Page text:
The curious case of India's foreign Test disaster

Source : SIFY
Author : Sunil Rajguru
Last Updated: Mon, Feb 10th, 2014, 14:56:51hrs
The curious case of India's foreign Test disaster
India started playing Test cricket in 1932 and had to wait for a whopping 36 years to get its first foreign Test win. And then suddenly three came in a single series in 1968 as we thrashed New Zealand 3-1 on their soil.

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That record still stands today and we have never won three Tests in a foreign series after that. We won the next two away series with the very strong teams of West Indies and England.

In fact the 1970s was a golden period for us when we started winning regularly at home and won Tests in West Indies, England, Australia and New Zealand. That feat is all the more remarkable because there were no Bangladesh, Zimbabwe and Sri Lanka while South Africa had been boycotted.

That means Pakistan was the only team that we didn’t beat in away Tests.

Then we entered a drought again and from 1986 to 2000 when we didn’t win a single foreign Test!

However the partnership of captain Sourav Ganguly and coach John Wright seemed to have changed that forever and we entered another golden run.

Did you know that from 2000 to 2011, we won at least one foreign Test in every single year?

If you remove Bangladesh and Zimbabwe from the equation, then still 2006-2011 happens to be a very productive period on foreign soils. So we won away Tests in 2006 (South Africa and West Indies), 2007 (England), 2008 (Australia and Sri Lanka), 2009 (New Zealand), 2010 (South Africa and Sri Lanka) and 2011 (West Indies).

We made another strong improvement and we were not whitewashed even in a two-match series from 2003 right to the World Cup 2011. That means that even as we won series in tough countries like England, we went down either 0-1 or 1-2, not worse than that.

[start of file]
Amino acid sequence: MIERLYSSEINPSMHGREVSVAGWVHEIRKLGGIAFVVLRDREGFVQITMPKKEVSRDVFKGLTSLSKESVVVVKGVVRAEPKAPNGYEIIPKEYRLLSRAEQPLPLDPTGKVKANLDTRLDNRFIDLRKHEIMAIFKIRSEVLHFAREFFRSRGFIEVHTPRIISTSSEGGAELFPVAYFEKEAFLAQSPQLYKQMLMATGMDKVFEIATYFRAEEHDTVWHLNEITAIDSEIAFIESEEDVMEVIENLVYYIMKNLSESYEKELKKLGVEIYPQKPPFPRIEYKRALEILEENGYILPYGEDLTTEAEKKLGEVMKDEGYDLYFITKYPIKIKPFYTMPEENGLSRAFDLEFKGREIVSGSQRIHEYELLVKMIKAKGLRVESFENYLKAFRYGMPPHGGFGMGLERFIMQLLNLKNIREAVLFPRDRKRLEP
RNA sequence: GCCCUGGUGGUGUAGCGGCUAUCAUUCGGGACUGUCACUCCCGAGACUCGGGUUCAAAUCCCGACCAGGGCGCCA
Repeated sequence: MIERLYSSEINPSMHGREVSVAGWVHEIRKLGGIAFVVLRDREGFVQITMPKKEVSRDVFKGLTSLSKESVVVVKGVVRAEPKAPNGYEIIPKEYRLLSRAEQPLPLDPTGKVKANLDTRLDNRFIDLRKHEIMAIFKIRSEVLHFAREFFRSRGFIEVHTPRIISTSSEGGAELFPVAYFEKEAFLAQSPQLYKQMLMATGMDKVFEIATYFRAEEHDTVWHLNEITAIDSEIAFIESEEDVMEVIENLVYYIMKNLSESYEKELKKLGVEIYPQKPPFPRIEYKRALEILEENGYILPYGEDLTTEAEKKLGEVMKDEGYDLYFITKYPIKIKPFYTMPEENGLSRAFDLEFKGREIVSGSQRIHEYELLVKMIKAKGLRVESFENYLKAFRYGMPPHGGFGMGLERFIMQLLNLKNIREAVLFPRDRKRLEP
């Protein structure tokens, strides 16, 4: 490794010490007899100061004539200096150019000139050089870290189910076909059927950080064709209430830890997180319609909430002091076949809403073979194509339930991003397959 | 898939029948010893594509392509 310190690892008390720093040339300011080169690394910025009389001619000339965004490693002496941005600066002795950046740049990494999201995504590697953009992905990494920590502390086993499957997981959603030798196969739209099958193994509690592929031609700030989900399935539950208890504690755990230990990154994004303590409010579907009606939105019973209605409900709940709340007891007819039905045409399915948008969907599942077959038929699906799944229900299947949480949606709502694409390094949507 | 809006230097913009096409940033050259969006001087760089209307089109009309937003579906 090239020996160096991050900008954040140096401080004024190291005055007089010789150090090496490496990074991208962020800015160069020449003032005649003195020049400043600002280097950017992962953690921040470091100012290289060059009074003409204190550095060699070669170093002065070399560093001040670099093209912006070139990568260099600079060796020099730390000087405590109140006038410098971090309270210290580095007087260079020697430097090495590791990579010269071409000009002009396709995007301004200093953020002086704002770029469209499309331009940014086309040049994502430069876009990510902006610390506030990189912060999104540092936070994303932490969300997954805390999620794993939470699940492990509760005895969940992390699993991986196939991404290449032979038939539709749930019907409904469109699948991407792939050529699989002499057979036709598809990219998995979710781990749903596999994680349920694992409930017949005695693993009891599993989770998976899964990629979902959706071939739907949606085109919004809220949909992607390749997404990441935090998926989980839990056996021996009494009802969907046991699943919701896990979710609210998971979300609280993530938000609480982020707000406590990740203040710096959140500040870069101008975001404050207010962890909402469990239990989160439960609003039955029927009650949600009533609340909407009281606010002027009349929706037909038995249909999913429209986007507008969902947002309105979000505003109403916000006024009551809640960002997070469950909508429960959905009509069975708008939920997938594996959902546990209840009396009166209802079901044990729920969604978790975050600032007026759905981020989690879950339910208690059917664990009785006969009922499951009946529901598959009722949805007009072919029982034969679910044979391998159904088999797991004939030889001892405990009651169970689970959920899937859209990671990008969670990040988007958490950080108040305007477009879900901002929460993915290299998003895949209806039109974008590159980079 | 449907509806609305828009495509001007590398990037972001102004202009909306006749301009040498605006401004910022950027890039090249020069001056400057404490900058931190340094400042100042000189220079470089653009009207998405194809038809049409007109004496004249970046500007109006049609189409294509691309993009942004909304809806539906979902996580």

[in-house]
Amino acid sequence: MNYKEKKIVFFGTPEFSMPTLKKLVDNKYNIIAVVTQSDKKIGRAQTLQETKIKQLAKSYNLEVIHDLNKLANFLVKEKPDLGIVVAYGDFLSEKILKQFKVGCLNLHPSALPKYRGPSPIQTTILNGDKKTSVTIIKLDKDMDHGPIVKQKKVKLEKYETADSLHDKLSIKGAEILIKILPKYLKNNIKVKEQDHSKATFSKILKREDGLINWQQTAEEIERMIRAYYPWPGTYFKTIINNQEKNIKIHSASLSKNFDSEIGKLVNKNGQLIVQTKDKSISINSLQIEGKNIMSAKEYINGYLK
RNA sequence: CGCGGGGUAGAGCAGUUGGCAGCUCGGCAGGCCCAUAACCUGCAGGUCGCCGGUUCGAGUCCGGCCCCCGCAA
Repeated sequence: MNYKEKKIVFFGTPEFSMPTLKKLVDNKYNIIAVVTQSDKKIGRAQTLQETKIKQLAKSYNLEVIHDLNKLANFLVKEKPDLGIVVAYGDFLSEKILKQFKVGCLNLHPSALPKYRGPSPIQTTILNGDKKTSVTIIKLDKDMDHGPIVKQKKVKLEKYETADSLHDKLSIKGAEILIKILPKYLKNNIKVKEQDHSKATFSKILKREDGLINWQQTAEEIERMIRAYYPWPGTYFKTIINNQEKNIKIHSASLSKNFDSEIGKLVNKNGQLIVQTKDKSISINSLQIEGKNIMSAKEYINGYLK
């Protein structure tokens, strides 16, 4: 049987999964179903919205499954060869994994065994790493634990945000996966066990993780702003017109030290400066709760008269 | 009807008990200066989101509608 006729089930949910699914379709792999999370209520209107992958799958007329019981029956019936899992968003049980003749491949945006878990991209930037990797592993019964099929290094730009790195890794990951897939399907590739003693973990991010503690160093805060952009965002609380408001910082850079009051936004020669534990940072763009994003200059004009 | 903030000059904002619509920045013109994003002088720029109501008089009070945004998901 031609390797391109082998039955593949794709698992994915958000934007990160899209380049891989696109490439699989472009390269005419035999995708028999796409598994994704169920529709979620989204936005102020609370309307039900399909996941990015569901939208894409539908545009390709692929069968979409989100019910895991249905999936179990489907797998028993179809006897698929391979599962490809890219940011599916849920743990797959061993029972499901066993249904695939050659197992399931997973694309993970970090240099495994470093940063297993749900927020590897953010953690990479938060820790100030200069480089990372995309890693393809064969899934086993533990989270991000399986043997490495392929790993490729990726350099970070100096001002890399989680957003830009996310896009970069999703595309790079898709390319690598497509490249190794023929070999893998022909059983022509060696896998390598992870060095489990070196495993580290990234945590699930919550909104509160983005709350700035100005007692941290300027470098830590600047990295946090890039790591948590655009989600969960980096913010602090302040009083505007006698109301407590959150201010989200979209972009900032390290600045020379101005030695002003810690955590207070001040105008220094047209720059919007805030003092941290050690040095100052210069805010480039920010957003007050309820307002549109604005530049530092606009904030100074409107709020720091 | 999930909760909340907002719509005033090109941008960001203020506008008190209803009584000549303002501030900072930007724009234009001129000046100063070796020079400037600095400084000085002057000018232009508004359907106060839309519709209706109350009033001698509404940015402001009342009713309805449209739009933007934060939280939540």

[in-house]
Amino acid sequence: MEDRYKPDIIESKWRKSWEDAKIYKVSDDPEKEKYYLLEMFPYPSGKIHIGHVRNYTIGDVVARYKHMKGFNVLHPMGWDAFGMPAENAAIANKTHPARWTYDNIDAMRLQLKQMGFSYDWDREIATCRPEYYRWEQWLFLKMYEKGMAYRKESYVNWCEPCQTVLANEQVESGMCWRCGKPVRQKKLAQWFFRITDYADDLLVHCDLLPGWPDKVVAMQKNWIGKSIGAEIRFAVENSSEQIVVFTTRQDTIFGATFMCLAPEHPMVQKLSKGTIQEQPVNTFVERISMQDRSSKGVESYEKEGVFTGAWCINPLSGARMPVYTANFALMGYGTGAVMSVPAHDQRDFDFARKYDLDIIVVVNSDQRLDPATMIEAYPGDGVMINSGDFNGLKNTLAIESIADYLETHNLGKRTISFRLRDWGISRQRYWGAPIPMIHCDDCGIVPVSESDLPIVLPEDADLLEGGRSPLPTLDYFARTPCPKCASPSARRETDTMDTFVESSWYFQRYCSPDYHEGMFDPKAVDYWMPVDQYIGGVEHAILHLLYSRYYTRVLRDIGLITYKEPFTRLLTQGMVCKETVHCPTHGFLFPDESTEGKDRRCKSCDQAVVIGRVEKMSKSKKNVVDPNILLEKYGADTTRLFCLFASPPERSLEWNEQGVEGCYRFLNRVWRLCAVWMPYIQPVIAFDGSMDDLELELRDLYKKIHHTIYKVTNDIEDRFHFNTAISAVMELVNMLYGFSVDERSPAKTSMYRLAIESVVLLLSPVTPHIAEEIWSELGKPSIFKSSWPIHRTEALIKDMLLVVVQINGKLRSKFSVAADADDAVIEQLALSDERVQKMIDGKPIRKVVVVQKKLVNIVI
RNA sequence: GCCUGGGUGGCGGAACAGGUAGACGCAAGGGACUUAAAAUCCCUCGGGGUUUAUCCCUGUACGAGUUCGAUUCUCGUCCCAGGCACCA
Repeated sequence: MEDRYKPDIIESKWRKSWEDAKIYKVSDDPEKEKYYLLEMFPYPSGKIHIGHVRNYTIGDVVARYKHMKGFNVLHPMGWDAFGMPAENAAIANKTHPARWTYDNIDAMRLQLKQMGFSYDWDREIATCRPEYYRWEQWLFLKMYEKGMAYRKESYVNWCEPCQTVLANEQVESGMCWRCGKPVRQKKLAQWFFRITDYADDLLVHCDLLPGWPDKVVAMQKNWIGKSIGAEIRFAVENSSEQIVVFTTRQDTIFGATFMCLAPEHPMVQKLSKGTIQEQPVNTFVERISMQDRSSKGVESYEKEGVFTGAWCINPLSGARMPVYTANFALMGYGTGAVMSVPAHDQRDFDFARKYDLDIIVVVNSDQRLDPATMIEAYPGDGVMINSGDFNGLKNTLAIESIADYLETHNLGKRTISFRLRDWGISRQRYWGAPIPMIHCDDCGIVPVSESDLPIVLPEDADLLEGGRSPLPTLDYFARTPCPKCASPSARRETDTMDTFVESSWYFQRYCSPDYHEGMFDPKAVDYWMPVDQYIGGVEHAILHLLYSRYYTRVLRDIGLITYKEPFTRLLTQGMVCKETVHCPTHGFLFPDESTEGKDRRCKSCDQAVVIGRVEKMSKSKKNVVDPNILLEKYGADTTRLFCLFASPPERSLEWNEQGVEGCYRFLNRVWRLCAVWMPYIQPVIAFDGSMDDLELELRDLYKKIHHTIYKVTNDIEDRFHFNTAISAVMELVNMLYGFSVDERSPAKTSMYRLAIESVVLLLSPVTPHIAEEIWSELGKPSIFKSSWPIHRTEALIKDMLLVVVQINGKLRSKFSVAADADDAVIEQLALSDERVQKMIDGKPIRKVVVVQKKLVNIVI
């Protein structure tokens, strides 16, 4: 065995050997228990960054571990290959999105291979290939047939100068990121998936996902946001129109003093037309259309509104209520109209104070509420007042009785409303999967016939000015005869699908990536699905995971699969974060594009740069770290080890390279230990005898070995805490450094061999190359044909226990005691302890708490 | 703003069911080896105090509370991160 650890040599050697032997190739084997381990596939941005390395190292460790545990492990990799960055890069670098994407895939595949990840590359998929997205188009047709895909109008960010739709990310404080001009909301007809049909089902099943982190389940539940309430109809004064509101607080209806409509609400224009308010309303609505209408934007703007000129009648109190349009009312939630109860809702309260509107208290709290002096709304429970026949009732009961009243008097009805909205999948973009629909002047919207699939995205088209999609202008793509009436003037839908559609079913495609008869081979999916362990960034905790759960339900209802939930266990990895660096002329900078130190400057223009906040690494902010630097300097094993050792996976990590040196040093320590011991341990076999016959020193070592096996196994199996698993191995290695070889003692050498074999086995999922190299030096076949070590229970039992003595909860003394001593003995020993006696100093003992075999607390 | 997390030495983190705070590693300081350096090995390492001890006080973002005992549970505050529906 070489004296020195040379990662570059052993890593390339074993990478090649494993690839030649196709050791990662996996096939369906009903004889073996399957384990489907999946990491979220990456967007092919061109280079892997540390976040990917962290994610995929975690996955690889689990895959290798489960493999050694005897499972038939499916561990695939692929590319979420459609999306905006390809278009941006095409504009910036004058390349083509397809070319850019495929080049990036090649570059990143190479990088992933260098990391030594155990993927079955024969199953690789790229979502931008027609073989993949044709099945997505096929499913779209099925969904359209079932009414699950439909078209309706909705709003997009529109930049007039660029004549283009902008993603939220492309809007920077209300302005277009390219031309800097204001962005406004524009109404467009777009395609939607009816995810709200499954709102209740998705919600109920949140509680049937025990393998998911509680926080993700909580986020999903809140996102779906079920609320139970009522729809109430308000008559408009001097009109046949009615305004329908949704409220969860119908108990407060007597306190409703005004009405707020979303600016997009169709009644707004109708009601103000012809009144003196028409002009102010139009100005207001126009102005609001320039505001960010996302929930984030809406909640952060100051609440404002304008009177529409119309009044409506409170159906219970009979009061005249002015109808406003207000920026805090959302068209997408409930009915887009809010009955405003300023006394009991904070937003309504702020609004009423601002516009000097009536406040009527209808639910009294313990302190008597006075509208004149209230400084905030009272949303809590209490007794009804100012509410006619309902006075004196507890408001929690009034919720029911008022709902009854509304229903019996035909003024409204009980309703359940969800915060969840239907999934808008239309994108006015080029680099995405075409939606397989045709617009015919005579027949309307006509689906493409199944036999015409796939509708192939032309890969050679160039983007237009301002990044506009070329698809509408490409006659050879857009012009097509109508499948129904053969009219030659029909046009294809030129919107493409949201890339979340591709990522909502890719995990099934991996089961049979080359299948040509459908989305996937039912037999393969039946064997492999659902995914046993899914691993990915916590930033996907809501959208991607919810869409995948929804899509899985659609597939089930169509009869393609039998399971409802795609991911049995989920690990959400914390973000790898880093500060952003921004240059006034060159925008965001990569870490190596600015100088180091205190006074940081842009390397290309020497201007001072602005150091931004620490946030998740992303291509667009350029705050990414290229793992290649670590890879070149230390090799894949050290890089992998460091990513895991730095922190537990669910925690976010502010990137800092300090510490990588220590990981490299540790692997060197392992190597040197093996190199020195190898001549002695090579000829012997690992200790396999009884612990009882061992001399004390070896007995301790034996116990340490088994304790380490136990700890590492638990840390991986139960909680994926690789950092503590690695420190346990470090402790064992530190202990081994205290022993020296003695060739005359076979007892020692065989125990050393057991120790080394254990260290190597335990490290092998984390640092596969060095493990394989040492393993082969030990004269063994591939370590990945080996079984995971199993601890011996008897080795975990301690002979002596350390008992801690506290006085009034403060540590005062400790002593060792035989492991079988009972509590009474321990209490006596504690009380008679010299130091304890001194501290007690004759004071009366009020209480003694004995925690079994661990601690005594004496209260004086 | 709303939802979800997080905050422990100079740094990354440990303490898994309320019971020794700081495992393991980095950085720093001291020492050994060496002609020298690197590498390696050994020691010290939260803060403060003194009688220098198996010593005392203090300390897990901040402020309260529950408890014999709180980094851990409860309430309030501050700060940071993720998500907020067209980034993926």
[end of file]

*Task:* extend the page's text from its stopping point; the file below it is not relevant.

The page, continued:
And then suddenly it all collapsed and nobody seems to know why.

The last away Test we won is way back on June 23, 2011. Since then it has been a disaster all around. Our foreign Test record reads an abysmal 0-10. What’s even more alarming is that is most of these we didn’t even manage to give a fight.

But what are the reasons for this sudden collapse? The only new variable into the equation is coach Duncan Fletcher. But we did affect the first ever 4-0 whitewash against Australia and also won the ICC Champions Trophy, so it has not all been a disaster.

The other is the utter failure of captain MS Dhoni. But he has a 21-3 win-loss home record which is far superior to all the captains before him and why is there such a tremendous difference between his home and away captaincy.

Another thing is that before the disastrous England tour, Dhoni’s win-loss record in away matches was a healthy 5-2. So why did it suddenly collapse after that?

Our fast bowlers seem to have been totally ineffective during that period but they did get New Zealand 105 all down at Auckland showing that they have the firepower.

Is it the batsmen? But then Sachin Tendulkar, Rahul Dravid, VVS Laxman, Virender Sehwag and Gautam Gambhir was out greatest Test batting line-up of all time, so why did they suddenly collapse in England and Australia.

Even the current lot of batsman doesn’t seem to be that bad. After the defining Perth Test in 2012, Virat Kohli averages a stellar 60 in away matches. Cheteshwar Pujara scored a 150 in South African soil and Shikhar Dhawan scored a century in Auckland.

Is it the green pitches? Is it the shot selection? Is it the short ball? Is it the fatigue? Is it the technique?

There are too many questions, but when you look at the 2011-14 period, nothing seems to have drastically changed after our 2011 ODI World Cup victory and yet we have collapsed in foreign Tests again and again.

At Johannesburg last year we couldn’t beat South Africa despite setting a massive victory target of 458 while in Auckland we hit a fighting 366 in the last innings chase but it simply wasn’t enough.

If the Indian think tank doesn’t get to the root of the issue of our mysterious capitulation on foreign soil and rectify it, then we are looking at total disaster because we are visiting England and Australia next.

However the immediate task at hand is to beat the No. 8 Test team at Wellington.

That itself seems a very tall order as of now.

The author is a Bengaluru-based journalist and blogger.

He blogs at